By Darin Skaggs
Peter Lepeniotis’ The Nut Job follows every single children movie troupe it can. Scratch that it uses every movie troupe it can. There is a whole moral dilemma to learn for the main character, he has a love interest, a sidekick and an individual comes in to rage against our characters. It is filled with immature jokes for the young kids and even immature jokes for the parents. It also contains references from other films. The Nut Job may be the most unoriginal movie in a long time.
Surly is a squirrel who thinks outside the box. He is an inventor of sorts that due to his inventiveness makes a few misfires. At the point we meet him he has made a contraption that ends up blowing up a tree, there is a literal Michael Bay type explosion, which holds all the food for him and the other animals. He is kicked out of the group and goes off on his own with his mute mouse friend, Buddy. Surly dedicated to make it up to his peers; plans to break in to a nut shop and steal their entire product. With all of that going on the store owners end up being to-be bank robbers with the nut shop as a decoy hideout.
Those whose minds go into the gutter when they hear the title will be pleased with the humor. Those who love puns about food are in luck. Those who like jokes about bodily fluids, this film is right up your alley. So the jokes are not very good, they are not too ridiculous and most may enjoy some, but don’t get your hopes up. The plot obviously from the explanation is not intellectually or emotionally stimulating. Young children will love the characters and the jokes, but there is probably a very thin line for what age that might be.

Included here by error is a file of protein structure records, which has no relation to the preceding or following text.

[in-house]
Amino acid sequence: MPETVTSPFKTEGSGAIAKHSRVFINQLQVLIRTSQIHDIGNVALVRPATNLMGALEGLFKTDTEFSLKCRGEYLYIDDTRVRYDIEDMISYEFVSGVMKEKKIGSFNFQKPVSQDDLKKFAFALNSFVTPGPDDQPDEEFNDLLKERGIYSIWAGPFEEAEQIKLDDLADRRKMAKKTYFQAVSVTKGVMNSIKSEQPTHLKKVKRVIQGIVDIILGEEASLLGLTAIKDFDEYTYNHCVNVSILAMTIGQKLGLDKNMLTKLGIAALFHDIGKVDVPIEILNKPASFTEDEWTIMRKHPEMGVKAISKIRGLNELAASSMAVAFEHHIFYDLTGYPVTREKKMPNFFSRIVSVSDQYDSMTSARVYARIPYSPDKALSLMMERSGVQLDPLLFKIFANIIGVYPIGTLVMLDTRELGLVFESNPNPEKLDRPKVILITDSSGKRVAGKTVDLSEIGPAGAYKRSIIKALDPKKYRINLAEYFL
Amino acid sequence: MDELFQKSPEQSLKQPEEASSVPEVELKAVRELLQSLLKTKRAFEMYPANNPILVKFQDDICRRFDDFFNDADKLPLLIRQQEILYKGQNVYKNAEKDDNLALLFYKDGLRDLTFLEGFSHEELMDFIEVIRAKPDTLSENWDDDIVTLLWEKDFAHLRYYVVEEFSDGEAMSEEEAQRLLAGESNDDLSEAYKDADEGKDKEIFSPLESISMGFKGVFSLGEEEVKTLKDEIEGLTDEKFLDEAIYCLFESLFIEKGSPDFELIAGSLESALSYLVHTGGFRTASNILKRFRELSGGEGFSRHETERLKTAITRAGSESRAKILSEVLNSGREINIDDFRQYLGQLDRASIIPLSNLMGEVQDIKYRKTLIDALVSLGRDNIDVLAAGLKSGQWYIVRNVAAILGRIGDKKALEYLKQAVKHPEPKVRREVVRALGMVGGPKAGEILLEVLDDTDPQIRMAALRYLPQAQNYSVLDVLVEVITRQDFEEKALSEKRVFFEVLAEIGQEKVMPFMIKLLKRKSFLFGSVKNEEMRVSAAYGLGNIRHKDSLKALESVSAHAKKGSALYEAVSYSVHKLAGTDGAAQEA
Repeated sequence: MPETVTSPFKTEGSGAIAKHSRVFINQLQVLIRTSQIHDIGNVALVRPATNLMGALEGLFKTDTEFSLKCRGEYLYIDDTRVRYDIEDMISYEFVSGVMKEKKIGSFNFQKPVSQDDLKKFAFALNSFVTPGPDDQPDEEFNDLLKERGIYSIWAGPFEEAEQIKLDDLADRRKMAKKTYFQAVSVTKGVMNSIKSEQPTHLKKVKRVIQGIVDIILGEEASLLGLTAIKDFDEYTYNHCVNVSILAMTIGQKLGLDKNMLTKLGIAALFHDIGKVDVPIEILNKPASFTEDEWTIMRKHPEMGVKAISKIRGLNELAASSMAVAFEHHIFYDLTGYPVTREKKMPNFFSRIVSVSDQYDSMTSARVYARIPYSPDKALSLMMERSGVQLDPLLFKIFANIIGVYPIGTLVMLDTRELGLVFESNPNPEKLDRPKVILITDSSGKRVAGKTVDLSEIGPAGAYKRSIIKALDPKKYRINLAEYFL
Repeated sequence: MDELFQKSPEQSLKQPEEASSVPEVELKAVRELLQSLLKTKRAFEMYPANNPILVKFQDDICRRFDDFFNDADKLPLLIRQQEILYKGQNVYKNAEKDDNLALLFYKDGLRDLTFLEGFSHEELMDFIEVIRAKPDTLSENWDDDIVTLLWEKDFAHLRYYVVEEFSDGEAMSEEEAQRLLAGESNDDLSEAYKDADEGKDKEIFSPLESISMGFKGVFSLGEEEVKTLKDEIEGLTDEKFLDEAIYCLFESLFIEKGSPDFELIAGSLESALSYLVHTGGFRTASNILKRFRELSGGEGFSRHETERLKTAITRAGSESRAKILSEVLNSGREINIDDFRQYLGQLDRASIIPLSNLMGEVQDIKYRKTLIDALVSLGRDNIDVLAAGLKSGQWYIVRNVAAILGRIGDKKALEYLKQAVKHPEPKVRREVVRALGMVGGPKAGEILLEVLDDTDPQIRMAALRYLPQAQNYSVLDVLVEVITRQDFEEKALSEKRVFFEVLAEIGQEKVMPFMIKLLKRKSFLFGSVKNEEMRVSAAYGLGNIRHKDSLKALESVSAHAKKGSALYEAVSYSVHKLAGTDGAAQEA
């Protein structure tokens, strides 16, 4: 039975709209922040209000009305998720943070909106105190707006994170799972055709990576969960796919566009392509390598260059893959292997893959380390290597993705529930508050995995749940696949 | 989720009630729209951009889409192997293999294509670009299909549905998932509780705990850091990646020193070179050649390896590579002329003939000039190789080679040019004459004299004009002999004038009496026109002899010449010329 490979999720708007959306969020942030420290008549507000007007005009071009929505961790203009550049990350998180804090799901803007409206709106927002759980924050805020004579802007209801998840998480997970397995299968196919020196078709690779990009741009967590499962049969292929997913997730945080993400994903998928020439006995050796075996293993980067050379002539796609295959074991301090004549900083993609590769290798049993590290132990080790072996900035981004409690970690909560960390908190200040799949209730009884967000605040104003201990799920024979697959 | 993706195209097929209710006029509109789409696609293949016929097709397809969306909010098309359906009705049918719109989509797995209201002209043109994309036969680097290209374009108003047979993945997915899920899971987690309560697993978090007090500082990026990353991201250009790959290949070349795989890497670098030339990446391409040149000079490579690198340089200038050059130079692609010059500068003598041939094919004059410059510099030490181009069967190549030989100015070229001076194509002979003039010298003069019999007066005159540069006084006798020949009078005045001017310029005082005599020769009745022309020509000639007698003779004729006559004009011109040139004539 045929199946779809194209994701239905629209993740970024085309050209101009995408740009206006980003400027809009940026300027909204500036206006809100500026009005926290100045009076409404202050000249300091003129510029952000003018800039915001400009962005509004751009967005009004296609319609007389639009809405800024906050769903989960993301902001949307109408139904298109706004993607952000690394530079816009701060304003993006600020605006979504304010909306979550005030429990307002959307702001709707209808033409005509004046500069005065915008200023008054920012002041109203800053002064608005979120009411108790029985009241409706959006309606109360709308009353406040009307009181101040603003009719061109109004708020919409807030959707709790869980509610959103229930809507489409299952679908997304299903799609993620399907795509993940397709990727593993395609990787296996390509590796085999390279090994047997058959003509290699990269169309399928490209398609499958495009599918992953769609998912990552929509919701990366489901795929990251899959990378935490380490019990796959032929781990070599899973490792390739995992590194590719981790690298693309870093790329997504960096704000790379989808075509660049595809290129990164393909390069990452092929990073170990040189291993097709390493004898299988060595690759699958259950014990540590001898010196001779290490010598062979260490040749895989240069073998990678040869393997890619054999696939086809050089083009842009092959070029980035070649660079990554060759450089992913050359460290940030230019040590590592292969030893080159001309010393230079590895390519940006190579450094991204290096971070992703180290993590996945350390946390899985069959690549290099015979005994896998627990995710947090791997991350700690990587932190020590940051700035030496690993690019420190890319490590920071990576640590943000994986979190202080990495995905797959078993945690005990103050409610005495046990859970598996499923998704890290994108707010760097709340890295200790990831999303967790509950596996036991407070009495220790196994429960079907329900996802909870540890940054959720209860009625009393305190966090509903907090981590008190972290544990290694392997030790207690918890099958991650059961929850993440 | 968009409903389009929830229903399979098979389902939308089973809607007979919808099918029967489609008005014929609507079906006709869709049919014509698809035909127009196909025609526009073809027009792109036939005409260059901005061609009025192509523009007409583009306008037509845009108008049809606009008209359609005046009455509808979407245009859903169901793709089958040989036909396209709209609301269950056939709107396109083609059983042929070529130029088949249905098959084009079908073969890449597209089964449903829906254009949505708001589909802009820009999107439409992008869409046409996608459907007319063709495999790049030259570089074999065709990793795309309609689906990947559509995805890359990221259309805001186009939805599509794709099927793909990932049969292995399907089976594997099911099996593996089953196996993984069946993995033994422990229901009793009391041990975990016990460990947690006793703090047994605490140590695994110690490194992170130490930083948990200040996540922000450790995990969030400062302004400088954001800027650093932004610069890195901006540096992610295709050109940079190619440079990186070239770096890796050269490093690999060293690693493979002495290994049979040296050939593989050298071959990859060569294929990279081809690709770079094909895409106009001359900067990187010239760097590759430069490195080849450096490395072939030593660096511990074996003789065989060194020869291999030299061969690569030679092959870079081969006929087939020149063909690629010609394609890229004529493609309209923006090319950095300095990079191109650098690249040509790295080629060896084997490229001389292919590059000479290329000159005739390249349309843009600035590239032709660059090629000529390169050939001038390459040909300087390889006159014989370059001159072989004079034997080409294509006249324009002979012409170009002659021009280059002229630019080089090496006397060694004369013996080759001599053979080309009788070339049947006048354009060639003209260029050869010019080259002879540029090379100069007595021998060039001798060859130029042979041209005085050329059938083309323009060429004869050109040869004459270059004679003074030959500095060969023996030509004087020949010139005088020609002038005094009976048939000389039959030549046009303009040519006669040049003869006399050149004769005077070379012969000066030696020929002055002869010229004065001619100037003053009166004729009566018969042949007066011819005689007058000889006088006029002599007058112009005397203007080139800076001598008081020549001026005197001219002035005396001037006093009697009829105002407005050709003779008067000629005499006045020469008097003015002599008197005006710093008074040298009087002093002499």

The signs of apathy in the plot details make for odd holes in the story. There is a sort of guard dog for the human characters that when he acts up they blow a dog whistle to make him quiet down. For some reason there is a shady old man who can hear the dog whistle as well. Why? Later in the climax this weird fact pays off, but it also creates this strange mystery surrounding this man. Of course it is never talked about or given a real explanation. To the over analytic this will frustrate them to no end. Does it matter? No, but why have someone have an odd characteristic and never reveal the mystery of the man who shall be named, Dogman?
The Nut Job is surely a waste of time and will not be talked about much in the coming years. There is the odd mystery of Dogman who can be analyzed for ironic enjoyment. The jokes are bad, the story is unoriginal and, hey, even the animation is not pleasing to look at.